President Donald Trump insisted Sunday that Iranian cultural sites were fair game for the U.S. military, dismissing concerns within his own administration that doing so could constitute a war crime under international law. He also warned Iraq that he would levy punishing sanctions if it expelled American troops in retaliation for a U.S. airstrike in Baghdad that killed a top Iranian official.
Trump’s comments came amid escalating tensions in the Middle East following the killing of Gen. Qassem Soleimani, the head of Iran’s elite Quds force. Iran has vowed to retaliate and Iraq’s parliament responded by voting Sunday to oust U.S. troops based in the country.
Trump first raised the prospect of targeting Iranian cultural sites Saturday in a tweet. Speaking with reporters Sunday as he returned to Washington from his holiday stay in Florida, he doubled down, despite international prohibitions.
“They’re allowed to kill our people. They’re allowed to torture and maim our people. They’re allowed to use roadside bombs and blow up our people. And we’re not allowed to touch their cultural sites? It doesn’t work that way,” Trump said.
The targeted killing of Soleimani sparked outrage in the Middle East, including in Iraq, where more than 5,000 American troops are still on the ground 17 years after the U.S. invasion. Iraq’s parliament voted Sunday in favor of a nonbinding resolution calling for the expulsion of the American forces.
Trump said the U.S. wouldn’t leave without being paid for its military investments in Iraq over the years — then said if the troops do have to withdraw, he would hit Baghdad with economic penalties.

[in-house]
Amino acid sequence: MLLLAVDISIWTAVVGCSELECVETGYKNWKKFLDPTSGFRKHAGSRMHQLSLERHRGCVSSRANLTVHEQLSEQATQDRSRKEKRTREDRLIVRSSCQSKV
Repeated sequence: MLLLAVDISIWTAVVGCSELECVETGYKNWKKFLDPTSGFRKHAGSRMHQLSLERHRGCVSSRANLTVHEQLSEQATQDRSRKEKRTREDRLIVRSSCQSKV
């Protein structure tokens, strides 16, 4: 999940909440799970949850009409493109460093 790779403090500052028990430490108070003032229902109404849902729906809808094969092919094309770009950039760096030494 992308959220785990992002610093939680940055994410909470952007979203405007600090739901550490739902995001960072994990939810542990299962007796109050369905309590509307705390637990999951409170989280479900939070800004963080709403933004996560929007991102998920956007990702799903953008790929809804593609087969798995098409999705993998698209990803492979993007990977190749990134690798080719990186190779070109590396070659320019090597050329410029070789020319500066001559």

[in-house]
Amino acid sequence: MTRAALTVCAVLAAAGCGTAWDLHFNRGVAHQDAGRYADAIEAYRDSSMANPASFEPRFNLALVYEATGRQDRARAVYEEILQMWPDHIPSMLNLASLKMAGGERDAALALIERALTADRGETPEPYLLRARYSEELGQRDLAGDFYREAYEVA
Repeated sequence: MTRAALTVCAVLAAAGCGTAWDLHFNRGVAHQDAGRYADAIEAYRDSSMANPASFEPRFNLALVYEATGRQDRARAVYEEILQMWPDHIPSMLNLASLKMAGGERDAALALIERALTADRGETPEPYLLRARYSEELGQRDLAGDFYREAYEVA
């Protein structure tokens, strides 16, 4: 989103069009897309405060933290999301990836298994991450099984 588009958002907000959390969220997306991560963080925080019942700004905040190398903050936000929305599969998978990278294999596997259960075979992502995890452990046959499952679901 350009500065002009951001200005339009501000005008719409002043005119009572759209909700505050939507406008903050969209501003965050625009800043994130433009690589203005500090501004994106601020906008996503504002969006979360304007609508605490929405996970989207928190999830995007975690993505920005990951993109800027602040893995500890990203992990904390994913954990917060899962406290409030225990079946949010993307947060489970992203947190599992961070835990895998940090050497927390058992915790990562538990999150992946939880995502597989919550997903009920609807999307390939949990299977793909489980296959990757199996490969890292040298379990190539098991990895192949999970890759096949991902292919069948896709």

“We will charge them sanctions like they’ve never seen before ever. It’ll make Iranian sanctions look somewhat tame,” he said. “If there’s any hostility, that they do anything we think is inappropriate, we are going to put sanctions on Iraq, very big sanctions on Iraq.”
He added: “We’re not leaving until they pay us back for it.”
The administration has scrambled to contend with the backlash to the killing of Soleimani. Though he was responsible for the deaths of hundreds of Americans, the targeted American strike marked a stark escalation in tensions between Washington and Tehran.
Secretary of State Mike Pompeo said the U.S. military may well strike more Iranian leaders if the Islamic Republic retaliates. He tip-toed around questions about Trump’s threat to attack Iranian cultural sites, a military action that likely would be illegal under the laws of armed conflict and the U.N. charter.
Pompeo said only that any U.S. military strikes inside Iran would be legal.
“We’ll behave inside the system,” Pompeo said. “We always have and we always will.”
Trump’s warnings rattled some administration officials. One U.S. national security official said the president had caught many in the administration off guard and prompted internal calls for others in the government, including Pompeo, to clarify the matter. The official, who was not authorized to speak publicly to the issue, said clarification was necessary to affirm that the U.S. military would not intentionally commit war crimes.
See What Major News Sources are Saying about this Below:
President Donald Trump insisted that Iranian cultural sites were fair game for the U.S. military, dismissing concerns within his own administration that doing so could constitute a war crime under international law.
By suggesting strikes on “52 Iranian sites,” including some that are important to “the Iranian culture,” Donald Trump threatened a way of waging war that has drawn growing outrage in recent decades, critics argued.
Iran’s cultural heritage is suddenly a topic of urgent global interest, after President Trump threatened to strike such sites if the country retaliates for the United States’ killing of Gen. Qassem Soleimani.